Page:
Active Support: Getting the...

Active Support: Getting the...

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Active Support: Getting the Balance Right

Helping out kitchen Active Support

Person Centred Active Support is a way of working that enables everyone, no matter what their level of intellectual or physical disability, to make choices and participate in meaningful activities and social relationships.

Since Person Centred Active Support (or simply ‘Active Support’) first appeared as an alternative to traditional custodial models of care in the UK in the 1960s, it has grown into a major global movement, helping thousands of people with intellectual disability to become more engaged in their own care, to set personal goals and develop real aspirations for a more independent future.

Victoria has been at the forefront of this movement, with researchers from La Trobe University, Dr Julie Beadle-Brown, Dr Emma Bould and Professor Christine Bigby, joining the late, great Professor Jim Mansell in leading research into the development of a practical Active Support methodology. In 2014, The Tipping Foundation was selected as part of a group of Australian disability support service providers to support this research, giving our staff and residents access to the very latest Active Support knowledge and resources.

The past four years have confirmed what Professor Mansell had long asserted: that the quality of life of people with intellectual disability derives largely from the quality of their support, and that truly engaged support workers in turn require strong leadership from their managers and organisations.

At Tipping, the last few years have seen a sustained swing towards Active Support, with a rolling program of on-the-job training, staff and client supervision, and reflective team-sharing at each of our 40 homes, overseen by Practice Leaders Sabrina Suhaid and Troy Howard.

“We use reflective practice that encourages staff to look at how they do things and the impacts this has on individual clients – rather than theoretical training, which doesn’t always relate to their real experiences,” says Sabrina. “I feel that we’ve seen a significant shift in attitudes and practices, with many teams becoming more engaged with their clients and sharing more honestly with each other.”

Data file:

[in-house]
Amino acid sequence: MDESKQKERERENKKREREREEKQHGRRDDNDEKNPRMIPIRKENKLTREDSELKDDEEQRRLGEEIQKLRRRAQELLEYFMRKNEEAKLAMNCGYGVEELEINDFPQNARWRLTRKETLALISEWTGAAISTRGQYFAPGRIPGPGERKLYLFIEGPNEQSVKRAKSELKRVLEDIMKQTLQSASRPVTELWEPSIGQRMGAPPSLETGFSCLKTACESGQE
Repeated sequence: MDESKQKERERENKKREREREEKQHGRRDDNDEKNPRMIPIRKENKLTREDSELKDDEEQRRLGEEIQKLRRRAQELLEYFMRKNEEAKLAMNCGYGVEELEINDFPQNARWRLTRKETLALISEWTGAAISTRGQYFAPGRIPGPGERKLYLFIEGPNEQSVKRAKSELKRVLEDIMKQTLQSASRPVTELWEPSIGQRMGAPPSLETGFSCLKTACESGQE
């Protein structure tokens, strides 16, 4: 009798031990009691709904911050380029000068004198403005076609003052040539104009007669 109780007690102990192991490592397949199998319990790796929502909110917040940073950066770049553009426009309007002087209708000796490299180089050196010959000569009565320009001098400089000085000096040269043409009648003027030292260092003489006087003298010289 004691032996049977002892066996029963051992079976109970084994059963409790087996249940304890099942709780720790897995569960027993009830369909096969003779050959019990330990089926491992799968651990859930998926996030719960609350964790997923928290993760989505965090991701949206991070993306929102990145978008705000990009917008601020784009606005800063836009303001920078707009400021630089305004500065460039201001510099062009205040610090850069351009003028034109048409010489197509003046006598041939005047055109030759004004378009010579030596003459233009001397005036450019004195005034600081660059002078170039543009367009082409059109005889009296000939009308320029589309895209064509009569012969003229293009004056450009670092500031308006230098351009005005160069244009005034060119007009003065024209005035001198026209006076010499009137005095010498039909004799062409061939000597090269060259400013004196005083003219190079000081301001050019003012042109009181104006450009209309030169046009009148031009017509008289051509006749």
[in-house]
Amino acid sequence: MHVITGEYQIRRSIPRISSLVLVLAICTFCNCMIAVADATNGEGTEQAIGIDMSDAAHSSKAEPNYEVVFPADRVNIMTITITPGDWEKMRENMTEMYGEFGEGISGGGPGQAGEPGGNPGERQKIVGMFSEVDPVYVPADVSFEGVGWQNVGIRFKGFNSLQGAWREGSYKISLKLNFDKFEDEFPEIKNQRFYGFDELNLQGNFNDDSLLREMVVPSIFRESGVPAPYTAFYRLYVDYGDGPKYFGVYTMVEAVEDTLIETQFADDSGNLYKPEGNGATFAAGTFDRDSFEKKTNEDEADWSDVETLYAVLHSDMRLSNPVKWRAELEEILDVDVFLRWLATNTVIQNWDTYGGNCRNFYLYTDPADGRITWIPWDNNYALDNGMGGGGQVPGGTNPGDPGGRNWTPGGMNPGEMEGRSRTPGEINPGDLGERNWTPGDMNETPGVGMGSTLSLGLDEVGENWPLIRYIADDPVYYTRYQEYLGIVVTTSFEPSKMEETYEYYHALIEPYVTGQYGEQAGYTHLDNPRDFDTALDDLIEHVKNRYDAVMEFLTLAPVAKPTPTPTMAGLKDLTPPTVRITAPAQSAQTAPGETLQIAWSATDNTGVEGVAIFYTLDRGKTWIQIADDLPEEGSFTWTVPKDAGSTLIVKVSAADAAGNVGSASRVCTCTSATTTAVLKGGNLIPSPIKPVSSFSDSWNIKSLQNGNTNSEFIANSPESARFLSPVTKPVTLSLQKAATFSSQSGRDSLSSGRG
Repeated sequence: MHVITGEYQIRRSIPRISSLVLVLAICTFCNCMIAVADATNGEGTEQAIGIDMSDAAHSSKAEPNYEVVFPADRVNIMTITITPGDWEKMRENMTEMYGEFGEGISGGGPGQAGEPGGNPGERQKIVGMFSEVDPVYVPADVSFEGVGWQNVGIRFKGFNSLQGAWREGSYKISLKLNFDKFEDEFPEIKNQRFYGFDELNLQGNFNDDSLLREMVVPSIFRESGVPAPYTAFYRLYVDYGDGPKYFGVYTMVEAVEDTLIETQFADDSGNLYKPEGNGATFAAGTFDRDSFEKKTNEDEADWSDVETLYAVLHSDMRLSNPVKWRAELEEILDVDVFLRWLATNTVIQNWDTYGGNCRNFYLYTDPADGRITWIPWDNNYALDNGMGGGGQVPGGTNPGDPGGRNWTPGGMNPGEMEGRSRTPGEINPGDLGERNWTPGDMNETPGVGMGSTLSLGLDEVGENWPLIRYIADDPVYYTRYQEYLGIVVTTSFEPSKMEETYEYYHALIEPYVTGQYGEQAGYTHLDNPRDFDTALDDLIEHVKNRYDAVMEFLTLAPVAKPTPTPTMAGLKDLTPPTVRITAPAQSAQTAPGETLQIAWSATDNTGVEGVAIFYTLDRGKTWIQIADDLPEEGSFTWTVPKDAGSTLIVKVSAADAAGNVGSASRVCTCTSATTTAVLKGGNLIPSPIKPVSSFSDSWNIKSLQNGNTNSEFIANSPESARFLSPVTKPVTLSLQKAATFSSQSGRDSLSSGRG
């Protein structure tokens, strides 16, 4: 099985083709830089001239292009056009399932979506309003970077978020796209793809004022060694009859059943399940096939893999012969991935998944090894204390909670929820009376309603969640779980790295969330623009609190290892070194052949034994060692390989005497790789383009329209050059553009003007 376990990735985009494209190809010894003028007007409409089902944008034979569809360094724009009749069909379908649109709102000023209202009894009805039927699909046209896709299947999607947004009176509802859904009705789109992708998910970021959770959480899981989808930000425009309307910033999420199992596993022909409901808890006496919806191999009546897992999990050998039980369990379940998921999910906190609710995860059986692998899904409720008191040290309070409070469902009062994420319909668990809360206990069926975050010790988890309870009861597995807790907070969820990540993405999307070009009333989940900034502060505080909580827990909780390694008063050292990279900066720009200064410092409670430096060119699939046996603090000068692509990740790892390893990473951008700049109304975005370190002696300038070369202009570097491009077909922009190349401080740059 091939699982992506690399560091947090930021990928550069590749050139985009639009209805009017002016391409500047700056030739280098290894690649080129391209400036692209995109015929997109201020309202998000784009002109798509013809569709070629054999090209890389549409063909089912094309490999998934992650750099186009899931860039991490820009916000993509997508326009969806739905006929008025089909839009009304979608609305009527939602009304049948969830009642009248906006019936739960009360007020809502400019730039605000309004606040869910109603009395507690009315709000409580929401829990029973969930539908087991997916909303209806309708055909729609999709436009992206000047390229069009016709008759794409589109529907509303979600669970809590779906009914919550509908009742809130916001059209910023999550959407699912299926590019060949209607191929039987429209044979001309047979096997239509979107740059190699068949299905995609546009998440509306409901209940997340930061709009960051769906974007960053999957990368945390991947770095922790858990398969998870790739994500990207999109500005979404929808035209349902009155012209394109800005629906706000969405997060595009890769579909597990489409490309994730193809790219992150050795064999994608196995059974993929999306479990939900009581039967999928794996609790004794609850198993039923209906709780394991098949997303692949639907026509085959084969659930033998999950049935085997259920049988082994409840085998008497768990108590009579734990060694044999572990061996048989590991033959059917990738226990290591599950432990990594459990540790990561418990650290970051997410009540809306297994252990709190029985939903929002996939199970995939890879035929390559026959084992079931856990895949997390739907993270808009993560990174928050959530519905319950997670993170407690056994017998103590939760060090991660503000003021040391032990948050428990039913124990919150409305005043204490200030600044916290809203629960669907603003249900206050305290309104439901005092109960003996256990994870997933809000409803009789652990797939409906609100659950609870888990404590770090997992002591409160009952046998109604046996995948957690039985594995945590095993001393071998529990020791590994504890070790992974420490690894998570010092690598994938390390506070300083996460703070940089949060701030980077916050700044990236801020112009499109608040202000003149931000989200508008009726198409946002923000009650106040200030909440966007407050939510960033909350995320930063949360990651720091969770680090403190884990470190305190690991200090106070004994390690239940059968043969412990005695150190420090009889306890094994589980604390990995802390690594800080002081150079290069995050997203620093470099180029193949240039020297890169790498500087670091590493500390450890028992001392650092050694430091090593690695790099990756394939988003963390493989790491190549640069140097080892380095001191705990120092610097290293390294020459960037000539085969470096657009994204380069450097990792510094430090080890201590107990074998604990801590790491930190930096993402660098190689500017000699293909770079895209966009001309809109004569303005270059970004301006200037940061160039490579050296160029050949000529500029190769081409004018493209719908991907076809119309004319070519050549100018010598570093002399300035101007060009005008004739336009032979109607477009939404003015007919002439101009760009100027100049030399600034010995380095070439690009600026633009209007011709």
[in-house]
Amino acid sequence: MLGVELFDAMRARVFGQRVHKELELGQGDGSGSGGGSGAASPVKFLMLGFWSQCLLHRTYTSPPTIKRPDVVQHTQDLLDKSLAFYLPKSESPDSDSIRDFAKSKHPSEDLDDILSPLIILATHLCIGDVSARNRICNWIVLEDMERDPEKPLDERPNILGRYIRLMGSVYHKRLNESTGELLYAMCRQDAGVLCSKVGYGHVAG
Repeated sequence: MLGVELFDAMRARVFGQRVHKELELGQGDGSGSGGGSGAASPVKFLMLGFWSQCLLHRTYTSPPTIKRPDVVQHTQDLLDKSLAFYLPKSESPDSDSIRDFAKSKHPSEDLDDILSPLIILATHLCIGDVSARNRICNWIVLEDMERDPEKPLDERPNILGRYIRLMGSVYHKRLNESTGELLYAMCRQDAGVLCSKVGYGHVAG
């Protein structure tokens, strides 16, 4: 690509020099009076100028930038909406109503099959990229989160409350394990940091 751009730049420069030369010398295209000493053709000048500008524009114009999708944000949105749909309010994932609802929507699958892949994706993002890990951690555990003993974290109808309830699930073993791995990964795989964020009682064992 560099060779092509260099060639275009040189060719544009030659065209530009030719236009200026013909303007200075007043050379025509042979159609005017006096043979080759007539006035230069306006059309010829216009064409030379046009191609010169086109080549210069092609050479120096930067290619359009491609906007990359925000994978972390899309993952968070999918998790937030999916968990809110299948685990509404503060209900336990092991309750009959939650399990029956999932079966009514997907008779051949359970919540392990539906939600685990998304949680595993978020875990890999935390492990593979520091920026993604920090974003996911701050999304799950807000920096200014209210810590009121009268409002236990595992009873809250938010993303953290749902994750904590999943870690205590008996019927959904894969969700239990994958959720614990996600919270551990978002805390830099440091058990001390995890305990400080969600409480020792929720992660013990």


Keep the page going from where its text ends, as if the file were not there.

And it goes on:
Wonders in Warunda

Warunda House residents at libraryAt Tipping’s Warunda House in Warracknabeal, the Active Support begins the moment the six residents get up in the morning and begin choosing their clothes and what they want for breakfast. The ladies take turns preparing the day’s meals, picking veggies from the garden, and collecting eggs from the resident chooks.

In each activity, staff provide just the right amount of support to help the residents push their own boundaries and – in the words of coordinator Gail Boyd – “to be the best they can be”.

All the residents at Warunda take part in the weekly shopping, and there are regular excursions to the local library to borrow books. Opportunities for getting out in the community are maximised: one of the ladies is part of a bowls team; another helps out at a nearby craft shop.

“These ladies deserve the same rights we all have,” says Gail. “We just love to see them achieve their goals – especially when they experience something new they really wanted to have a go at.”

Potential everywhere

Warunda residents active participation

Tipping’s teams focus on providing our residents with the minimal support they need to succeed in individual tasks, according to their personal abilities and preferences. Activities are delivered little and often, so residents are not overwhelmed and can take breaks and come back to an activity.

Active Support is based on the mantra that “every moment has potential”, not only for a person to be engaged, but to feel that sense of achievement we all get from acquiring a new skill or completing a challenge.

Active Support emphasises people being engaged in all areas of their lives – choosing new activities, being involved in group tasks, feeling the value and inclusion of contributing to a communal cause. As well as the obvious benefits of physical activity, there is compelling evidence that giving people with disability greater choice and control over how they spend their days can also lead to significant reductions in challenging behaviours.

Warunda house residents active participation

“The key aim is to improve people’s quality of life, to help them be more socially included,” explains Julie Beadle-Brown. “It’s about people not just being pushed around in a wheelchair but participating and being accepted as a part of their community.”

Christine Bigby says that, after laying the ground for more sustained Active Support practice and attitude change among its residential staff, Tipping is getting the balance right.

“What we’ve observed in a lot of organisations is that a lot of energy goes into special events and not so much into everyday engagement, so people spend a lot of time doing nothing while staff do all the tasks – and take up all the opportunities for engagement,” says Christine.

“[Under the NDIS] organisations are going to need to be able to demonstrate that they’re providing effective services. Both at an individual level and an aggregate level, organisations like Tipping [must] always gets good outcomes, and you need to be able to evidence that – not just have marketing spin – because families are becoming more attuned and informed as consumers.”

More resources:

A Day in the Life of Warunda House video

Every moment has potential – An online learning resource for disability support workers:

Christine Bigby in conversation with The Tipping Foundation CEO Graeme Kelly:

Julie Beadle-Brown talking about Active Support approaches:

Active Support resources from La Trobe University:

pdf-downloadDisability Services Booklet

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